The Board also argues that the trial court erred when it found that Starkovich was discharged in retaliation for exercising his constitutional rights of association. Starkovich contends that the trial court properly found that the Board discharged him because of his involvement in the union organization campaign and utilized its claim of economic necessity as a subterfuge for the retaliatory action.
The trial court relied upon Mt. Healthy City School District Board of Education v. Doyle (1977), 429 U.S. 274, 50 L. Ed. 2d 471, 97 S. Ct. 568, to delineate the procedural shifting of burdens of proof in cases where it is alleged that a constitutionally protected activity is invaded under the guise of a legitimate reason for dismissal. In Mt. Healthy, an untenured teacher asserted that he was impermissibly not rehired by the school board because he exercised his first amendment rights. The board countered that the incident involving the exercise of his first amendment rights was one, among many, of the reasons for its decision not to rehire the plaintiff. Because both parties alleged different reasons for the board's action and one of those reasons involved exercise of a constitutionally protected freedom, the Supreme Court enunciated the following test:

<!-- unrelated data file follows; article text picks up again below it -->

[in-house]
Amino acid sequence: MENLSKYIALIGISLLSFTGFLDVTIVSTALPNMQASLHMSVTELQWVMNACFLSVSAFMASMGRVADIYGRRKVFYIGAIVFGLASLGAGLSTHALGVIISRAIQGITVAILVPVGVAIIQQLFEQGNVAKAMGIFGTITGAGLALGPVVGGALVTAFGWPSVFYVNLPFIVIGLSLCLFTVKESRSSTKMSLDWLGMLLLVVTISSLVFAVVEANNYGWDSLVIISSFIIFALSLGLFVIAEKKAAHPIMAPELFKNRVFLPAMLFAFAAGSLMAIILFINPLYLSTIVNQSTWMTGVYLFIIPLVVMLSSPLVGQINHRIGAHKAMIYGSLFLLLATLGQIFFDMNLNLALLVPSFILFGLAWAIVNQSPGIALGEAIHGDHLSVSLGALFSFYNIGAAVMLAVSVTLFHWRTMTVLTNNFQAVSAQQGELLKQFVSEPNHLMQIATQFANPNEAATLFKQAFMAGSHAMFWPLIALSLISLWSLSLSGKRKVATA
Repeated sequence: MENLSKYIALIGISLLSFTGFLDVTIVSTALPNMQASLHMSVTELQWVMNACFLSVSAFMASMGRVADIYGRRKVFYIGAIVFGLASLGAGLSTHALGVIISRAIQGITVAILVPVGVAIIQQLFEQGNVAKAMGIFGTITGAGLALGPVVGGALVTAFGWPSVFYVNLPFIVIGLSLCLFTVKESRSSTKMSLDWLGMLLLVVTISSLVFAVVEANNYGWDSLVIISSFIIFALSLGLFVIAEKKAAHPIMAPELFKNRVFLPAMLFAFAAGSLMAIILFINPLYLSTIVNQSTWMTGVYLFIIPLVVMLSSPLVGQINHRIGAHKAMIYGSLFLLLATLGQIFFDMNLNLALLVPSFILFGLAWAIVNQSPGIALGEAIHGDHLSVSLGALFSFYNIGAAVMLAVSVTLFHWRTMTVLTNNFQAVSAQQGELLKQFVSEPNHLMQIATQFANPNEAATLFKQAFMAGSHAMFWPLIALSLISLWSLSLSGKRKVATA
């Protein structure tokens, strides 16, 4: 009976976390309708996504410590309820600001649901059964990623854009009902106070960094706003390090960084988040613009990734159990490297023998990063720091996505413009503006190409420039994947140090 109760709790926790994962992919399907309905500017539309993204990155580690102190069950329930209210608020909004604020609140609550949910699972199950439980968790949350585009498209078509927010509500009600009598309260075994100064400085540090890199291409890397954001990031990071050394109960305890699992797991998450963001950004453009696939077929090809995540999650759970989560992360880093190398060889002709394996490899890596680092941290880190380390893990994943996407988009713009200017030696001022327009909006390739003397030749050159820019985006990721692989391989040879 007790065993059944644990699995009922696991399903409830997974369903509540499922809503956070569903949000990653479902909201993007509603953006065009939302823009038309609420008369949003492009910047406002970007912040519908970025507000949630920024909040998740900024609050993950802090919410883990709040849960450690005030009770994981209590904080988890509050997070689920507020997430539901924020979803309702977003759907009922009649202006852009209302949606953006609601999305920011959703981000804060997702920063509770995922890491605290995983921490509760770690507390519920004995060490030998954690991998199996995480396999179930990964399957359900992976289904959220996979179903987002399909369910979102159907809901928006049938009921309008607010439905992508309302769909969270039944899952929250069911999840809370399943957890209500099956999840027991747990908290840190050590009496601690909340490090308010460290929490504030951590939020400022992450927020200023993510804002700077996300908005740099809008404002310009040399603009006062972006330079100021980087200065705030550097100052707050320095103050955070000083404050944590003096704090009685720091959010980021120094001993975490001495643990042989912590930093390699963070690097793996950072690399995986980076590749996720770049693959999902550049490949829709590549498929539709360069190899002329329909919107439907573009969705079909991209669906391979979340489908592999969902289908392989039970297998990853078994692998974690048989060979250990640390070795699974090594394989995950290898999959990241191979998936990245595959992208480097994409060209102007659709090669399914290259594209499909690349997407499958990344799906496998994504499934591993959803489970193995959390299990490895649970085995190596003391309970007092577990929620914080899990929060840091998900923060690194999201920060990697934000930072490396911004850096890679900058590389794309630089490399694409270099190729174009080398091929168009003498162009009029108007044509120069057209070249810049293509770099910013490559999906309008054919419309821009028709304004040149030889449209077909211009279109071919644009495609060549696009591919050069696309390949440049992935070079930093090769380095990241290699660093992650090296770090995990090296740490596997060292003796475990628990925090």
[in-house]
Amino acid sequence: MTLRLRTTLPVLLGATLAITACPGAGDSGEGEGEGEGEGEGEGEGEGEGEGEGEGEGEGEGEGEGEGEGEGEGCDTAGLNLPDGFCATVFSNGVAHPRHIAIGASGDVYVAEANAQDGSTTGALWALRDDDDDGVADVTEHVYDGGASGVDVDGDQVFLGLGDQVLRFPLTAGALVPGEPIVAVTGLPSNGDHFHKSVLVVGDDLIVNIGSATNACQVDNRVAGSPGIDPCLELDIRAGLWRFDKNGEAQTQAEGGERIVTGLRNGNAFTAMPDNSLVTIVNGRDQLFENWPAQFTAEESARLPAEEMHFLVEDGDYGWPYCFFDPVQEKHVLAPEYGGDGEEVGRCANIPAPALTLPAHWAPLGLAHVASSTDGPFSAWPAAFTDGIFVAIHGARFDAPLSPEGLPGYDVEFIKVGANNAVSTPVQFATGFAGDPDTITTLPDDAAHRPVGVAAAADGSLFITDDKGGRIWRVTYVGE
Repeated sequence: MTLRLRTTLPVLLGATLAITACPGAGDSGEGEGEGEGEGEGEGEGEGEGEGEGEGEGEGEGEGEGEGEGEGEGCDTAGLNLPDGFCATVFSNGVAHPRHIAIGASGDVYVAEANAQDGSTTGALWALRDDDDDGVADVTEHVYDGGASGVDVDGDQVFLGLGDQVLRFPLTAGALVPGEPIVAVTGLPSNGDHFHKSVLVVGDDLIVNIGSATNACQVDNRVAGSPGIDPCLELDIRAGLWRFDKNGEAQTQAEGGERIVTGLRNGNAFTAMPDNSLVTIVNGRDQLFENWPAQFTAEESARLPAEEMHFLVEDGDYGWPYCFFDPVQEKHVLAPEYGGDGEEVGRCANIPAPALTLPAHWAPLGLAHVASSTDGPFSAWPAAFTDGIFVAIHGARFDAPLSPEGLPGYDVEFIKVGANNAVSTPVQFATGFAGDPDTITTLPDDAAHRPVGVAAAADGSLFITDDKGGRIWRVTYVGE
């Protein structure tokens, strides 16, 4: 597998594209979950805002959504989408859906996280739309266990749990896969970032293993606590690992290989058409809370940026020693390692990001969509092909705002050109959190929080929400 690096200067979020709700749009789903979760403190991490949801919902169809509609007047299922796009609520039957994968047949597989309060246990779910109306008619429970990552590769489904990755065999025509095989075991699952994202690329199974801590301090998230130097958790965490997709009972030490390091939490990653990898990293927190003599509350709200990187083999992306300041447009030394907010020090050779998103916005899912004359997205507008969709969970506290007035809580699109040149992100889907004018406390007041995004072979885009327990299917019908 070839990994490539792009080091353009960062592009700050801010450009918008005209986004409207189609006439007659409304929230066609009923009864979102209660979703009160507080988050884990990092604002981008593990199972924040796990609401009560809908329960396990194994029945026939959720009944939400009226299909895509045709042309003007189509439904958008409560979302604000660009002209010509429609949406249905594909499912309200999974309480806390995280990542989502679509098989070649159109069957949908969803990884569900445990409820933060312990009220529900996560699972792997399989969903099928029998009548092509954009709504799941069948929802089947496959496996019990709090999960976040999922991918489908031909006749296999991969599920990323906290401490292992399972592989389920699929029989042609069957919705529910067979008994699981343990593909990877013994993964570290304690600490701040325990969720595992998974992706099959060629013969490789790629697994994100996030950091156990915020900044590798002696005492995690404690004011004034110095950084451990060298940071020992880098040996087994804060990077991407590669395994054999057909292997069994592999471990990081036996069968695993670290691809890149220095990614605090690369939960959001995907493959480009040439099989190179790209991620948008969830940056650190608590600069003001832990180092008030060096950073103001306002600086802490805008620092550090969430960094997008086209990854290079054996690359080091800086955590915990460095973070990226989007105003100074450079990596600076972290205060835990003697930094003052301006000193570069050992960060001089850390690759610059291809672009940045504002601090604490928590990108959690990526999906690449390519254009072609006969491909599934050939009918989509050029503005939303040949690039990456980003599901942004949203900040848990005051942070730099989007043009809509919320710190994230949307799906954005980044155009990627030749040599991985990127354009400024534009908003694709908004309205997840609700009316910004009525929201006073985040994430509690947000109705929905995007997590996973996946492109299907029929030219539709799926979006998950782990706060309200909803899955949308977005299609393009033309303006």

"Initially, in this case, the burden was properly placed upon respondent to show that his conduct was constitutionally protected, and that this conduct was a 'substantial factor' -- or, to put it in other words, that it was a 'motivating factor' in the Board's decision not to rehire him. Respondent having carried that burden, however, the District Court should have gone on to determine whether the Board had shown by a preponderance of the evidence that it would have reached the same decision as to respondent's reemployment even in the absence of the protected conduct." (429 U.S. at 287, 50 L. Ed. 2d at 484, 97 S. Ct. at 576.)
The trial court in the case at bar properly invoked the Mt. Healthy procedural device by placing the initial burden on the plaintiff to prove that: (1) he was involved in a constitutionally protected activity; and (2) that this activity was a "substantial" or "motivating" factor in the board's decision to dismiss him.
The plaintiff is required to make a threshold showing that the constitutionally protected activity was a motivating factor in the adverse decision. (Village of Arlington Heights v. Metropolitan Housing Development Corp. (1977), 429 U.S. 252, 270-71 & n.21, 50 L. Ed. 2d 450, 468 & n.21, 97 S. Ct. 555, 566 & n.21.) The trial court found that the plaintiff in the instant case made the required threshold showing. We agree.